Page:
At 16 percent of the electorate, Hispanics are nation's largest minority group, and you can bet they will be looking for a new direction from the president.
Election Day 2012 brought very good news for the working middle class, the Main Street movement and the American Dream. The American people sent a clear message that we will stand with a President who stands with all Americans.
The vast majority of Americans are willing to do their part to support their country. And they expect no special exemption from that responsibility for the nation's richest. They sent that message Tuesday through their ballot choices. John Boehner must have snoozed through that missive.
You ready, Republican Party? Are you sitting down? Here's what you have to do to avoid going the way of the Whigs. It's pretty easy -- it would fit on a Twitter message: "Begin championing Puerto Rican statehood."
For me, this election wasn't about "we're all in this together" vs. "you're on your own," though I wish it had been. It was about whether or not we enable contempt for the electorate as a winning political strategy. A Romney win would have set a lot of awful precedents.
It wasn't about a mistake-filled Romney campaign, although mistakes there were. It wasn't about the hard-right tilt of the Republican primaries, although they trapped Romney into positions that sold in Oklahoma almost nowhere else. It was about ideas.
Presidents cannot win without policies to include and empower all Americans, not just the slices of communities needed for electoral success. President Obama and Democrats won a mandate to move us forward with jobs, healthcare reform, equality, and nation building here at home.
The choice in this election is clear. The Republican vision for the future represents real pain for the working class. The Democratic vision embraces the American dream and the belief that American workers deserve opportunity and a living wage.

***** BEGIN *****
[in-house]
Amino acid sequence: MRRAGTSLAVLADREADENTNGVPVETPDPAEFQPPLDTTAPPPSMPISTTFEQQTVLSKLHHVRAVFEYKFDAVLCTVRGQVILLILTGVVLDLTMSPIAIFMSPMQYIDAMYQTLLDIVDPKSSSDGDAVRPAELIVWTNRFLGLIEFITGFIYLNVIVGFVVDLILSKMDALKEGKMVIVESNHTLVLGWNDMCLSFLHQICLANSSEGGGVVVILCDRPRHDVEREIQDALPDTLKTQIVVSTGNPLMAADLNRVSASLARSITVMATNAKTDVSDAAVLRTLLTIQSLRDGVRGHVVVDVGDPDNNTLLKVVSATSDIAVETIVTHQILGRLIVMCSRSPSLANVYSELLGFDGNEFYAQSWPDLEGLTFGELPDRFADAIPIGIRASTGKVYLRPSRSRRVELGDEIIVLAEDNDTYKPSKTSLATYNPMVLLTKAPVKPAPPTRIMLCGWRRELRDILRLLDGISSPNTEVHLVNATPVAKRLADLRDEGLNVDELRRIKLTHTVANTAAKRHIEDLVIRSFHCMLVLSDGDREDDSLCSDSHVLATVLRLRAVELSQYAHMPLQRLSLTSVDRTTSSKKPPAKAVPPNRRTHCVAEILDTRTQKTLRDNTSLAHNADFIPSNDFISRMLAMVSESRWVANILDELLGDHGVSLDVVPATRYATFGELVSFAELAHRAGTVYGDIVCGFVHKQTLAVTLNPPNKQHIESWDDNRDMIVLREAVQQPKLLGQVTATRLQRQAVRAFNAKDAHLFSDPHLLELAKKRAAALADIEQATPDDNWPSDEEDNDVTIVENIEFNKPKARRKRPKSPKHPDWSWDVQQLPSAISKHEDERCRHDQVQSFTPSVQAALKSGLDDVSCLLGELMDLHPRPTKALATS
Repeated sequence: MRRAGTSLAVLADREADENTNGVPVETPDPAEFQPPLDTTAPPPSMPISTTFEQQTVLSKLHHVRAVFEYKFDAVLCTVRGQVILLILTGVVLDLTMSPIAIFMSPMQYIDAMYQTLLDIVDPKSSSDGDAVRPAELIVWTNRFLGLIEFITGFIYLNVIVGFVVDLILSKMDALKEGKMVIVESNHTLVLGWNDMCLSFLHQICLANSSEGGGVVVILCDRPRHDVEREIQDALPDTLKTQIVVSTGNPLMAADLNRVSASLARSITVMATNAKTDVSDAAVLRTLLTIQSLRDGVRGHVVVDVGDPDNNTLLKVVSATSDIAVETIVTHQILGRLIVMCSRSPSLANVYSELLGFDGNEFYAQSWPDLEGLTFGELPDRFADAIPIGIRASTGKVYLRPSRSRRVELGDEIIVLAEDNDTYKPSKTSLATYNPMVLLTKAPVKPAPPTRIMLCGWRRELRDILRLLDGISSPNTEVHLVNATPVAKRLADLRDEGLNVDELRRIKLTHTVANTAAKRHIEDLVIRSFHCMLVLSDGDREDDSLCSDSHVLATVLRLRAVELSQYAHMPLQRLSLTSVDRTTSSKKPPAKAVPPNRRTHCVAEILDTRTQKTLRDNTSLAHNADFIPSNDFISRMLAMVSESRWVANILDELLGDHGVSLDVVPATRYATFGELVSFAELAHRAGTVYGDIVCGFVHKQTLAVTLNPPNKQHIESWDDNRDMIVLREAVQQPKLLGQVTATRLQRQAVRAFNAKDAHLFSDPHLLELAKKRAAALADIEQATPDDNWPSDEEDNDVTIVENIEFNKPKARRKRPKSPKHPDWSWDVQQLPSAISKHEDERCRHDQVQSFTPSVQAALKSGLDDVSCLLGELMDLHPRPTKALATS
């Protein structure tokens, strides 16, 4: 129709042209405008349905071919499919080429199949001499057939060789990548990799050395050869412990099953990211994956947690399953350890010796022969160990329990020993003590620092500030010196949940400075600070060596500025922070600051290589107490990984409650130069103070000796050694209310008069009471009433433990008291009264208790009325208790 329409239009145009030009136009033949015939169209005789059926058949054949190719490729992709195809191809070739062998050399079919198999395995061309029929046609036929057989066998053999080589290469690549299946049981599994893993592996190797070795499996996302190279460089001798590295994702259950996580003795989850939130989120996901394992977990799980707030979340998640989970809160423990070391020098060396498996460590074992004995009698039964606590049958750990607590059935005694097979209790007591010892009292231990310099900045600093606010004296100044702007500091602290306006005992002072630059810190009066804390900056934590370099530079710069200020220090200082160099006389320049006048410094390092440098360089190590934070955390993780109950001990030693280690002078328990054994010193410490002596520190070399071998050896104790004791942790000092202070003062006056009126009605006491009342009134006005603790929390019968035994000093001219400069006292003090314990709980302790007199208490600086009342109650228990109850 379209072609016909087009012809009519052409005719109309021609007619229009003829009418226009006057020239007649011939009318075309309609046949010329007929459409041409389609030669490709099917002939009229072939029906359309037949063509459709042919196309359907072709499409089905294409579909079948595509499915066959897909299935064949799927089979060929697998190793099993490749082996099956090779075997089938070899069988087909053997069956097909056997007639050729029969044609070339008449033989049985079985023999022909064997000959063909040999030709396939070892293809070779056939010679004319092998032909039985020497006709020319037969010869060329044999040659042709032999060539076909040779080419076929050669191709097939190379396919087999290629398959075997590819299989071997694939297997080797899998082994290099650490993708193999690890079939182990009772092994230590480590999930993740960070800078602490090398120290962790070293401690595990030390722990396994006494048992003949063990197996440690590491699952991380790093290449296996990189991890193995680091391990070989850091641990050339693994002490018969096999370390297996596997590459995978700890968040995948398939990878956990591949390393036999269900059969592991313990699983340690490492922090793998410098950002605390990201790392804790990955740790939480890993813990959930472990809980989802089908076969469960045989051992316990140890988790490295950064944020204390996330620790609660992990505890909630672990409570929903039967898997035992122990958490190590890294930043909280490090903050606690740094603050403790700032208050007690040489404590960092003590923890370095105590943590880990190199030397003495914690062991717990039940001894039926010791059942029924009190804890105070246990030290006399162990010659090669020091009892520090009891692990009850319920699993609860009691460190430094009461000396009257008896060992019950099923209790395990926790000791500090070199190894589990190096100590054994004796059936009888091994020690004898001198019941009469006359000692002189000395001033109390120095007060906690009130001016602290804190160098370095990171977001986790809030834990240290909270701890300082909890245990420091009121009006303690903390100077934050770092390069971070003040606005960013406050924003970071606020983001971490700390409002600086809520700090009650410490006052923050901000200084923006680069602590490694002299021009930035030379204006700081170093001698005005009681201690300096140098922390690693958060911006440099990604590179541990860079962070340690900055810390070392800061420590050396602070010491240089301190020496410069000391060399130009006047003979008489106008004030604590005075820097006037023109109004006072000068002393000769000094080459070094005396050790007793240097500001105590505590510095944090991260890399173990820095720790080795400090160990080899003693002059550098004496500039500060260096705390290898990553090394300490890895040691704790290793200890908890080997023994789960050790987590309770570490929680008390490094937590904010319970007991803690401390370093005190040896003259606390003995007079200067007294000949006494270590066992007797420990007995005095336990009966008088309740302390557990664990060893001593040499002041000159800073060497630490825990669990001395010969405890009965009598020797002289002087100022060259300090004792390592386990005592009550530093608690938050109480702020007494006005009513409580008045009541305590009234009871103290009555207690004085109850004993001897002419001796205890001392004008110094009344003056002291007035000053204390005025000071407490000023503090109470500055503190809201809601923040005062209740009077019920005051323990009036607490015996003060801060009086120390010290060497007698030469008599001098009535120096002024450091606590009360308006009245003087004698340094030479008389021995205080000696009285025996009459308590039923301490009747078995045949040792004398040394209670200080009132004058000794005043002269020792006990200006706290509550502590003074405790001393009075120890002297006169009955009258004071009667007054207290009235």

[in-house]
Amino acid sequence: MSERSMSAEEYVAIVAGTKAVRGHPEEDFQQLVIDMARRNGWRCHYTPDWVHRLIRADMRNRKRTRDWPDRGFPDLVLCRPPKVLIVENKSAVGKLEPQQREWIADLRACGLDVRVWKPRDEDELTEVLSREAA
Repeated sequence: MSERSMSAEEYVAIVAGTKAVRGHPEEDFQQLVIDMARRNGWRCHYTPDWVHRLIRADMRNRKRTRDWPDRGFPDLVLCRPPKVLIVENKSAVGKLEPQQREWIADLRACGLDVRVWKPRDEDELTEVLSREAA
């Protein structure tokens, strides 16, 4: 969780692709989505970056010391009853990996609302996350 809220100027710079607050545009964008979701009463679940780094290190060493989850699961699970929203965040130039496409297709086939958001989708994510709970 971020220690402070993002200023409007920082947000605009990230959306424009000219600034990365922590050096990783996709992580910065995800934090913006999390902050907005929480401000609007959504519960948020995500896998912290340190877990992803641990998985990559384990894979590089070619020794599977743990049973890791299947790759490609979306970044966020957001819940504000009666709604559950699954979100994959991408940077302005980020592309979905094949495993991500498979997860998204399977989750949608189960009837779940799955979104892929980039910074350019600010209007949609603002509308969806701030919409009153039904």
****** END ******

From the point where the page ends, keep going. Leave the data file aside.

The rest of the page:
I believe that there is considerable evidence that Romney considers, or at least deals with, people as if they were corporations.
I hope Obama closes the campaign by reminding voters that the values of the 47% video and the Republican convention are not just Romney's values, but his party's values -- and that putting them in charge of the country would be a disaster.
At this stage of the campaign, it no longer even makes sense to try judging Romney's candidacy by his views. He has too many irreconcilable differences with the truth for that -- and it's those differences that disqualify him from holding the highest elected office in the land.
Because I had less than I needed, I fight the impulse to give them everything they want.
Finally! The real Mitt Romney, not the glossy PR portrait, has emerged. The look and manner is as familiar as it is offensive. It's corporate America's "I'll get you for that/you're toast" look.
Fox executives think stripping workers of their livelihoods is a creative and entertaining idea. In reality it is another sign that workers need their voices heard in the struggle to maintain their dignity.
America's children could have smaller class sizes. Cities and towns could have more police. Roads and bridges would be repaired and rebuilt. The foundation for a new economy could begin to be cobbled together.
We have our share of myths in politics. One that is particularly seductive in this rough economy is that the Republican Party is pro-business, and hence the party of wealth creation.